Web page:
Eat Your Vegetables

One of my professors is fond of using an odd analogy when talking about news. Specifically, he refers to “hard” news, i.e. business and politics, as “vegetables”, and “soft” news, i.e. sports, weather, and entertainment, as “dessert”. Then he complains that news organizations are serving people too much of the latter, and not enough of the former.

The metaphor is obvious: If the purpose of news is to keep people informed, then surely the “vegetable” news stories are more important. However, many news organizations seem to believe that these are not the kind of stories that drive people to their sites. Really, this is just another facet of the old and broad-ranging debate about how best to balance the business side of journalism with the, well, journalistic side.

Actually, maybe the best way of assessing how that balancing is going is to compare “standard” news with that from a source that lacks the business motivation entirely. Enter The Intercept, my go-to example of non-profit journalism. How do the homepages of The Intercept and the Times differ? First of all, note that I was actually comparing the politics page of the Times, because The Intercept pretty much only does these kinds of stories.

The results? Well, first of all, a full third of the stories on both sites had the word “Trump” in their headlines. No surprise there, really. If you can get beyond that, though, you’ll notice some differences. The most startling one, as of today, is that The Intercept has nothing on what is surely today’s largest political story, the baseball shooting in Virginia. The Times, by contrast, has several. That being said, The Intercept has a whole slew of stories about topics that the Times barely mentions, such as fuller analysis of pending national legislation, (what I consider to be) better coverage of the British election, and, as is their specialty, the occasional investigative national-security-related expose. By my standards, then, it seems that The Intercept does better on the vegetable count. (FYI: in this analysis, I classify most Trump stories as dessert.) However, it should be noted that the Times has much broader coverage of both domestic and foreign political issues, which would be expected given that it is a much larger publication, with many more resources.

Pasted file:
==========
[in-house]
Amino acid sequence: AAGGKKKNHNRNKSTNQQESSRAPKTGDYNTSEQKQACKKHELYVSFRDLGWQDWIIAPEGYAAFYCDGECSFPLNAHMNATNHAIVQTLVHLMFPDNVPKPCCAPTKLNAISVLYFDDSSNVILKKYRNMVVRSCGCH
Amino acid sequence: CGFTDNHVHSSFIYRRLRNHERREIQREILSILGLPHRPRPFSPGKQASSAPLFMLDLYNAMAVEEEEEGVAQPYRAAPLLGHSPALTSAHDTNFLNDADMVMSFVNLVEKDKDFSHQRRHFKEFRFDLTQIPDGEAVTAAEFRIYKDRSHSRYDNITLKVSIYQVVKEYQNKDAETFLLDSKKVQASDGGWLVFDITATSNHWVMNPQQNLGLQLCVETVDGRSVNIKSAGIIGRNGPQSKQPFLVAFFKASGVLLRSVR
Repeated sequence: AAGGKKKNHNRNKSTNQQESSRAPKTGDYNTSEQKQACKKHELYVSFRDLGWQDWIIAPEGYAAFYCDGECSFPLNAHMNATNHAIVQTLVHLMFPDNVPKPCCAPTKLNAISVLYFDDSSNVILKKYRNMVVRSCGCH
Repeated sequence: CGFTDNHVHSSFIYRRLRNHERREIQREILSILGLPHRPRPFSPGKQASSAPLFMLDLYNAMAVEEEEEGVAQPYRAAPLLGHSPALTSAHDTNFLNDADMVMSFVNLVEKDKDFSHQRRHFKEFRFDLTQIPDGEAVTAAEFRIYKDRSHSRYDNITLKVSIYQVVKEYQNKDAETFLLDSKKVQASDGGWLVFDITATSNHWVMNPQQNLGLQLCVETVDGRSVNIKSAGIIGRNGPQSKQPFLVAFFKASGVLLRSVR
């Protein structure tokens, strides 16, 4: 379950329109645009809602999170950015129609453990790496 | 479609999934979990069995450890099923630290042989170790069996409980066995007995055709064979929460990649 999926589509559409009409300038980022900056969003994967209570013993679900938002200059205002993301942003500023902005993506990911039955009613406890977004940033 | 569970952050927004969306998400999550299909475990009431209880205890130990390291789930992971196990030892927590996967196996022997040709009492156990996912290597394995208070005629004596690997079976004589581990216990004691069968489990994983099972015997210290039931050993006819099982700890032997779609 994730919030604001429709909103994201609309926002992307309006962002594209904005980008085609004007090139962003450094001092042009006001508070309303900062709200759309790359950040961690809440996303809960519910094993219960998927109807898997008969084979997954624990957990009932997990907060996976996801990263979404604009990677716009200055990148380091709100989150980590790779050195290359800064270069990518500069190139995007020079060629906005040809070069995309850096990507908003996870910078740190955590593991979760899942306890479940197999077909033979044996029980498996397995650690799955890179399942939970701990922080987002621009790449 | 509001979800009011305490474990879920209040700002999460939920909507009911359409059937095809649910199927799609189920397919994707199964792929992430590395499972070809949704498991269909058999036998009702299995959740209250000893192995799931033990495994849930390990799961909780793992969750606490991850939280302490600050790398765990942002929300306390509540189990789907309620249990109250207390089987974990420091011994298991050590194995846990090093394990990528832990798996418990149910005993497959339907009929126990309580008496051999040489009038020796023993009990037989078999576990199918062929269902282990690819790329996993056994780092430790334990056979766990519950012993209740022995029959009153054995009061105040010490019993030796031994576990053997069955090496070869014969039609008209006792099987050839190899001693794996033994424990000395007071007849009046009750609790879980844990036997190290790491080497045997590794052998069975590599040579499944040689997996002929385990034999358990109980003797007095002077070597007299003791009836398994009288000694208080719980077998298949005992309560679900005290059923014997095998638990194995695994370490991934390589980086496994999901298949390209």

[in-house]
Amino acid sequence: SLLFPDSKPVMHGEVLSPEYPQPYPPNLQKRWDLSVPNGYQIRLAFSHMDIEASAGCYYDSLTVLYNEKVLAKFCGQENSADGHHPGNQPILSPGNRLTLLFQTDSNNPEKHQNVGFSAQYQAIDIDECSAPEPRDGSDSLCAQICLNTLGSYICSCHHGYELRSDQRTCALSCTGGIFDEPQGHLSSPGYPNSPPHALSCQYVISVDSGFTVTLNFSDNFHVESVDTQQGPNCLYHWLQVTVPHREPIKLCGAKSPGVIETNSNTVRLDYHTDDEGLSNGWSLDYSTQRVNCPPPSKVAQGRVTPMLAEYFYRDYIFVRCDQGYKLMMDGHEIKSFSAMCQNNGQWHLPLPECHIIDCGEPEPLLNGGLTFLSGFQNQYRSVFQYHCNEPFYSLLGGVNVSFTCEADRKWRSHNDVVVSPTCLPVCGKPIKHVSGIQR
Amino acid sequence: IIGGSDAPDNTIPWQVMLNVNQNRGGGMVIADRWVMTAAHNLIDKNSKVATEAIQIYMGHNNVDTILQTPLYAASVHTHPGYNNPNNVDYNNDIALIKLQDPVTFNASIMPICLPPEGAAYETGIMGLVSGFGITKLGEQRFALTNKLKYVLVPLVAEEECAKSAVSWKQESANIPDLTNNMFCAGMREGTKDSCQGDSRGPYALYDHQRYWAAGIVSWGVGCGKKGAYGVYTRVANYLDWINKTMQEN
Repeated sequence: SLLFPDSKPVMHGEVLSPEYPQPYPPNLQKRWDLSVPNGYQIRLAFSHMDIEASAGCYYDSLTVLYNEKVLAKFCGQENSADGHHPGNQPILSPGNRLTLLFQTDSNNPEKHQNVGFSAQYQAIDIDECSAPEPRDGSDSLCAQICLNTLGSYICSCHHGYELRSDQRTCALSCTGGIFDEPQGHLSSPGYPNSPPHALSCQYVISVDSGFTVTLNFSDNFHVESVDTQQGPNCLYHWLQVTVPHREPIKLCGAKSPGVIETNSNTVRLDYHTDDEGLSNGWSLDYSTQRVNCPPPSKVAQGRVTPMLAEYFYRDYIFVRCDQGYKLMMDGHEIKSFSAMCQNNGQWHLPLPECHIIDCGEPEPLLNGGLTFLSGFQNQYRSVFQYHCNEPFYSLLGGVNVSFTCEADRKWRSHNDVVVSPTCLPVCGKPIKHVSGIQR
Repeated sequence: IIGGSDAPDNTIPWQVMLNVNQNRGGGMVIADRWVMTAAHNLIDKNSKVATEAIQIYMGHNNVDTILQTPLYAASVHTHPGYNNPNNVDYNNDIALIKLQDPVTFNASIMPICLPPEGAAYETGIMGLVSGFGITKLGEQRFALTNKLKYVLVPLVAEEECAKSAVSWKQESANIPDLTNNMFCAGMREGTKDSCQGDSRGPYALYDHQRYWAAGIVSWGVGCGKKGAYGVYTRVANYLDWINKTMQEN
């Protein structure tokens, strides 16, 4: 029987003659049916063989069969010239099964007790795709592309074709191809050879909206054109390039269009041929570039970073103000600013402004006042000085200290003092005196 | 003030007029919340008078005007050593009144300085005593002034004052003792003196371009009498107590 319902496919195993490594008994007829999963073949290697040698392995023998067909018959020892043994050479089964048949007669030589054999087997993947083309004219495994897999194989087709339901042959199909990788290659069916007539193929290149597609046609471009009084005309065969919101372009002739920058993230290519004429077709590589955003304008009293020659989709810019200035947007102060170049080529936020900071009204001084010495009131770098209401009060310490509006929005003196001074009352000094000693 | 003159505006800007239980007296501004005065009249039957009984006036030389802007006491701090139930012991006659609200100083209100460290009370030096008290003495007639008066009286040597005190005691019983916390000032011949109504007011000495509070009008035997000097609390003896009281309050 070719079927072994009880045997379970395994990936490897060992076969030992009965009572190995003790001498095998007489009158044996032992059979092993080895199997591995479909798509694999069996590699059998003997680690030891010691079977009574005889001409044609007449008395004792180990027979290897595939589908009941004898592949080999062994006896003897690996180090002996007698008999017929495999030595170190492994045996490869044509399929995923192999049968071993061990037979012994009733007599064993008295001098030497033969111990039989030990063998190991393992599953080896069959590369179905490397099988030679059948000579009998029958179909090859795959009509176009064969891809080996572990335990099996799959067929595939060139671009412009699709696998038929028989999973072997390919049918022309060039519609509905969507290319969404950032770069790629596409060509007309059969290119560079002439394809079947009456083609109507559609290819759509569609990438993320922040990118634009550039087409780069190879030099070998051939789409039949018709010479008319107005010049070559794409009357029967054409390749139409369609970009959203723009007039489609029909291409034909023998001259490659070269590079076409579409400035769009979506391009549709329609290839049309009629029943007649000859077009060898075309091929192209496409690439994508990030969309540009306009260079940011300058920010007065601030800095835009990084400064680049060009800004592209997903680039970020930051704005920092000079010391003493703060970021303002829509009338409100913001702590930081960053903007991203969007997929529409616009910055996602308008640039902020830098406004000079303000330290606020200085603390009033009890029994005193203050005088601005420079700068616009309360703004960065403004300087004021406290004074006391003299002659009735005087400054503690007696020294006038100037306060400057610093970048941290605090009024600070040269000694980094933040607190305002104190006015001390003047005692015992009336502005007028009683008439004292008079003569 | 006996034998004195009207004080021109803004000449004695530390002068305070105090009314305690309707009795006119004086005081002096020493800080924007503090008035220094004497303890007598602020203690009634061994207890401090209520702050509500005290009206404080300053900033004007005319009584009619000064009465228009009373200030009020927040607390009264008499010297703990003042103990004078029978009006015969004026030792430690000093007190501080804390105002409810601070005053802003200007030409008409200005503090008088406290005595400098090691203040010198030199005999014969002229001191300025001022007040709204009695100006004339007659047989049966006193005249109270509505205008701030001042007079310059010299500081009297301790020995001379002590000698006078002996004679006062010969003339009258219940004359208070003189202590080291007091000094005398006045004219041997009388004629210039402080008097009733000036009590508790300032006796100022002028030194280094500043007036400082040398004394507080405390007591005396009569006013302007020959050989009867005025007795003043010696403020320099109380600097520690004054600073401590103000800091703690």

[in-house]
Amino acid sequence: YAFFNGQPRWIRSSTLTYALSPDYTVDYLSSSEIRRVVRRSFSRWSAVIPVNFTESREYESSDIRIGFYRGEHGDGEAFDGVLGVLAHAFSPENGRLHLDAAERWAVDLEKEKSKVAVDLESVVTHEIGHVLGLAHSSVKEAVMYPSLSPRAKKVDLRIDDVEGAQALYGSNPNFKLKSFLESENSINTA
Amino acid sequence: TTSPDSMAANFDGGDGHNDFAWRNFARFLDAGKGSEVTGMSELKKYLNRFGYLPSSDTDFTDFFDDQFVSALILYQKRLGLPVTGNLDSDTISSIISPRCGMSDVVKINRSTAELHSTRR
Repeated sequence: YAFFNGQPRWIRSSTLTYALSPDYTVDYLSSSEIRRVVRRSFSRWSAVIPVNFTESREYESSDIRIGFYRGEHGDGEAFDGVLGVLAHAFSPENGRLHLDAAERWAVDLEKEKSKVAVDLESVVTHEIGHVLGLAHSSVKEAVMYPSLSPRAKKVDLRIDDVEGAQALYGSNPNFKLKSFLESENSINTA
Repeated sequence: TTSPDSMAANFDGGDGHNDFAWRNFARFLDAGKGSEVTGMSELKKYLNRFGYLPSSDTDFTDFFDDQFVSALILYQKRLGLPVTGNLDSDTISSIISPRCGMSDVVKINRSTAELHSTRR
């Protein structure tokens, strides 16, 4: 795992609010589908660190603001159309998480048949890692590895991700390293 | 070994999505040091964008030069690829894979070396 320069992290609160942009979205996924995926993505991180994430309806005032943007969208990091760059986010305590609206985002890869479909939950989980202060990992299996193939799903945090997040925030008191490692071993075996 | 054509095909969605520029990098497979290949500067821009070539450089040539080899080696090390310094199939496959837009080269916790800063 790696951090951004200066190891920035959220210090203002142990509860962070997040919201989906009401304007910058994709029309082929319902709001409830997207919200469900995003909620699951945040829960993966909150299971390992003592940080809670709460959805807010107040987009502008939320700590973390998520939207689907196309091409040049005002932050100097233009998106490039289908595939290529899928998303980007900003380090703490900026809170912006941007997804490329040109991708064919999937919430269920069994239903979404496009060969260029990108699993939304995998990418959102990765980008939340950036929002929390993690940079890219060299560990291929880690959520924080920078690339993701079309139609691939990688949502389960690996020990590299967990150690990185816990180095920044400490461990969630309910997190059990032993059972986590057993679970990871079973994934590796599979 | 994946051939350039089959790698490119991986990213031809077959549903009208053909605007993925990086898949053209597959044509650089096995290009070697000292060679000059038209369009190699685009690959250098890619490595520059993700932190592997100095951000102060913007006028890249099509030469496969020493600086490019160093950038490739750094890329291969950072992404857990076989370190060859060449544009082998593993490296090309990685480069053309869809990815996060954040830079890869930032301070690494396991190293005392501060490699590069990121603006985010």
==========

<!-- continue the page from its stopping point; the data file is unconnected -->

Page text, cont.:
I think that, if anything, this comparison makes clear that a slew of niche nonprofits cannot replace the current for-profit juggernauts in the media landscape. I suppose you could try and get all your news from sites like The Intercept, but you would quickly find that large segments of your picture of the world are simply missing. The Intercept, however, does give us a small window into what more vegetable-focused, if you will, journalism might look like.

Actually, perhaps the most illuminating comparison to make is between the two above sites and the BBC, a vast publicly-funded news organization with an extremely broad focus. As would be expected, the BBC can’t really compete with the depth of coverage of either the Times or The Intercept when it comes to American news. (I actually sometimes prefer the BBC’s coverage of the U.S, however, I think because their vantage point as outsiders looking in sometimes gives them a clearer picture of the news.)

Despite this, the BBC probably has better, broader, international coverage than even the Times. As would be expected, this is certainly true for the U.K, but also for most other countries. That being said, the Times excels at more insightful “news analysis”, while the BBC tends to follow a straighter “stick to the facts” doctrine that leads to shorter, but possibly less informative articles.

I was actually surprised by the fact that the BBC has a significant amount of “dessert” articles, not to mention that I think the BBC app has as many or more advertisements even than the Times. I guess this indicates that publicly-funded journalism, at least the BBC’s version of it, does not necessarily fulfill its journalistic duties any better than the traditional U.S. media.

I’m honestly not sure what conclusion to draw from all this, apart from the fact that to be the most informed, one should read all three. Even this isn’t workable, however, as most of you, unlike me, probably don’t have the time or patience to cross-reference stories across different news sources. Apart from that, I guess that all I can say is that we’re still a long way from finding any perfect model for carrying out journalism. In that light, then, perhaps the massive restructuring that the digital revolution has caused is ultimately a good thing.


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